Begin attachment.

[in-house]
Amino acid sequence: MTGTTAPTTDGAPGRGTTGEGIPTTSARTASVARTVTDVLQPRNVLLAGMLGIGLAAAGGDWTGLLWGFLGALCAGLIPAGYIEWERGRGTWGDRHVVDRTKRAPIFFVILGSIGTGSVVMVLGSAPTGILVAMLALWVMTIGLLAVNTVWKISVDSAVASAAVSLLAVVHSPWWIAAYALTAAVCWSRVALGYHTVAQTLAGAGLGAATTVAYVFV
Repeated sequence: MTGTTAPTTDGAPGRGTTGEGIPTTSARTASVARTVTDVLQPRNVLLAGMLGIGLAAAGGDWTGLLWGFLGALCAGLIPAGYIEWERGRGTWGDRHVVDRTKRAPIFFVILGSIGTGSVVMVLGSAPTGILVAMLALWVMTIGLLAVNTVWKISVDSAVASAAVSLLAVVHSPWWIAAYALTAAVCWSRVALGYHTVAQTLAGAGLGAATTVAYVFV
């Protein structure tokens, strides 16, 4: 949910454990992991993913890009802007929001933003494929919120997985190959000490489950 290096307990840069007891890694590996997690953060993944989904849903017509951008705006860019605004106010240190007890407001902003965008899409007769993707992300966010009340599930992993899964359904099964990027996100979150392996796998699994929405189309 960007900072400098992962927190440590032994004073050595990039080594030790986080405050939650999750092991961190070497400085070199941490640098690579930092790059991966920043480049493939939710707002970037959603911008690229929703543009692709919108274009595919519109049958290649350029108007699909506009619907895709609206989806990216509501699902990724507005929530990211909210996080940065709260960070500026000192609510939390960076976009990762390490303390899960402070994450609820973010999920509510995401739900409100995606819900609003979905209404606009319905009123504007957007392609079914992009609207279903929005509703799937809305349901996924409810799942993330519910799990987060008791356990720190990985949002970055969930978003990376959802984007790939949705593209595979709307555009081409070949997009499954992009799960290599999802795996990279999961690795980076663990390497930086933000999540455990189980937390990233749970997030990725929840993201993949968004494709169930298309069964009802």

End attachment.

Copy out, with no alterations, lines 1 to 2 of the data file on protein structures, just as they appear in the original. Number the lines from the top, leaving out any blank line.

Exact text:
[in-house]
Amino acid sequence: MTGTTAPTTDGAPGRGTTGEGIPTTSARTASVARTVTDVLQPRNVLLAGMLGIGLAAAGGDWTGLLWGFLGALCAGLIPAGYIEWERGRGTWGDRHVVDRTKRAPIFFVILGSIGTGSVVMVLGSAPTGILVAMLALWVMTIGLLAVNTVWKISVDSAVASAAVSLLAVVHSPWWIAAYALTAAVCWSRVALGYHTVAQTLAGAGLGAATTVAYVFV